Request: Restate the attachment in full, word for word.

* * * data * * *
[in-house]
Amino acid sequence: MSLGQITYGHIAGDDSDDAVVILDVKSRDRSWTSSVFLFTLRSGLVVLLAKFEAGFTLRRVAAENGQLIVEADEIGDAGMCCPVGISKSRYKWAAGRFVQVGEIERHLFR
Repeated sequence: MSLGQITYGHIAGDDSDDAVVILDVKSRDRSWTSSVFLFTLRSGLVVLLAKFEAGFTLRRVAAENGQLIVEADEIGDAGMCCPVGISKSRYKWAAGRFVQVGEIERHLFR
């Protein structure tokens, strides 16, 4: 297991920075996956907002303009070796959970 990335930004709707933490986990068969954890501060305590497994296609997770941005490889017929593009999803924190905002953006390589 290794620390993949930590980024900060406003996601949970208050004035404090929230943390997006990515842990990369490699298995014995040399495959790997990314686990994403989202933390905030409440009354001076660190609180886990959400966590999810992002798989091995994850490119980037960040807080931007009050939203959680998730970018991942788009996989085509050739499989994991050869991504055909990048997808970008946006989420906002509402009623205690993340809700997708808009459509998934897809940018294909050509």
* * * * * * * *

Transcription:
[in-house]
Amino acid sequence: MSLGQITYGHIAGDDSDDAVVILDVKSRDRSWTSSVFLFTLRSGLVVLLAKFEAGFTLRRVAAENGQLIVEADEIGDAGMCCPVGISKSRYKWAAGRFVQVGEIERHLFR
Repeated sequence: MSLGQITYGHIAGDDSDDAVVILDVKSRDRSWTSSVFLFTLRSGLVVLLAKFEAGFTLRRVAAENGQLIVEADEIGDAGMCCPVGISKSRYKWAAGRFVQVGEIERHLFR
């Protein structure tokens, strides 16, 4: 297991920075996956907002303009070796959970 990335930004709707933490986990068969954890501060305590497994296609997770941005490889017929593009999803924190905002953006390589 290794620390993949930590980024900060406003996601949970208050004035404090929230943390997006990515842990990369490699298995014995040399495959790997990314686990994403989202933390905030409440009354001076660190609180886990959400966590999810992002798989091995994850490119980037960040807080931007009050939203959680998730970018991942788009996989085509050739499989994991050869991504055909990048997808970008946006989420906002509402009623205690993340809700997708808009459509998934897809940018294909050509």